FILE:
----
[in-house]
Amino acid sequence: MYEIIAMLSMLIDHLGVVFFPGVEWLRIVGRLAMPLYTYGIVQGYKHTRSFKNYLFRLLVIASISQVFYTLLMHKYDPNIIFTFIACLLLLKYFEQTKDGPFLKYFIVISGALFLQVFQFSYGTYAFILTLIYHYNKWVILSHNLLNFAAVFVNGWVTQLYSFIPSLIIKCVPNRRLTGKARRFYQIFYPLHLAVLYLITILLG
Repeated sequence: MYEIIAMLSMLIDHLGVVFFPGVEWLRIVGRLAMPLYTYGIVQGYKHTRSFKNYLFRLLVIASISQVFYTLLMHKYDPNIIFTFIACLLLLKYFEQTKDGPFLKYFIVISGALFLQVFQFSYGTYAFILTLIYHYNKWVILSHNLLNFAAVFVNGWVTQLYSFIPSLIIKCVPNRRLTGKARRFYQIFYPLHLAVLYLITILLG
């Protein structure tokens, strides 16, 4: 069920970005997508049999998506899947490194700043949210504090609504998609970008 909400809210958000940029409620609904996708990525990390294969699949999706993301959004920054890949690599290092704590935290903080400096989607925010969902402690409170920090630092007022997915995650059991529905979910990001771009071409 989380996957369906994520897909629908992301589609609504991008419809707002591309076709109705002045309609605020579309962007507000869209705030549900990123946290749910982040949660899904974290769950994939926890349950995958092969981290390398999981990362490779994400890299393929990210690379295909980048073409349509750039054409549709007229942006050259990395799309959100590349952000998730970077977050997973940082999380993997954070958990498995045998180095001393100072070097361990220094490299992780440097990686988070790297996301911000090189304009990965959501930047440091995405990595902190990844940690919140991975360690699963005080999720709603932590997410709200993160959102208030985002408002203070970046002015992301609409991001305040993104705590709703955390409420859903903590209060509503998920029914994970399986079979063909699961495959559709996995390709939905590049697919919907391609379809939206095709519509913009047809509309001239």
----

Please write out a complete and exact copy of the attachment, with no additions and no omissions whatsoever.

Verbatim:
[in-house]
Amino acid sequence: MYEIIAMLSMLIDHLGVVFFPGVEWLRIVGRLAMPLYTYGIVQGYKHTRSFKNYLFRLLVIASISQVFYTLLMHKYDPNIIFTFIACLLLLKYFEQTKDGPFLKYFIVISGALFLQVFQFSYGTYAFILTLIYHYNKWVILSHNLLNFAAVFVNGWVTQLYSFIPSLIIKCVPNRRLTGKARRFYQIFYPLHLAVLYLITILLG
Repeated sequence: MYEIIAMLSMLIDHLGVVFFPGVEWLRIVGRLAMPLYTYGIVQGYKHTRSFKNYLFRLLVIASISQVFYTLLMHKYDPNIIFTFIACLLLLKYFEQTKDGPFLKYFIVISGALFLQVFQFSYGTYAFILTLIYHYNKWVILSHNLLNFAAVFVNGWVTQLYSFIPSLIIKCVPNRRLTGKARRFYQIFYPLHLAVLYLITILLG
């Protein structure tokens, strides 16, 4: 069920970005997508049999998506899947490194700043949210504090609504998609970008 909400809210958000940029409620609904996708990525990390294969699949999706993301959004920054890949690599290092704590935290903080400096989607925010969902402690409170920090630092007022997915995650059991529905979910990001771009071409 989380996957369906994520897909629908992301589609609504991008419809707002591309076709109705002045309609605020579309962007507000869209705030549900990123946290749910982040949660899904974290769950994939926890349950995958092969981290390398999981990362490779994400890299393929990210690379295909980048073409349509750039054409549709007229942006050259990395799309959100590349952000998730970077977050997973940082999380993997954070958990498995045998180095001393100072070097361990220094490299992780440097990686988070790297996301911000090189304009990965959501930047440091995405990595902190990844940690919140991975360690699963005080999720709603932590997410709200993160959102208030985002408002203070970046002015992301609409991001305040993104705590709703955390409420859903903590209060509503998920029914994970399986079979063909699961495959559709996995390709939905590049697919919907391609379809939206095709519509913009047809509309001239």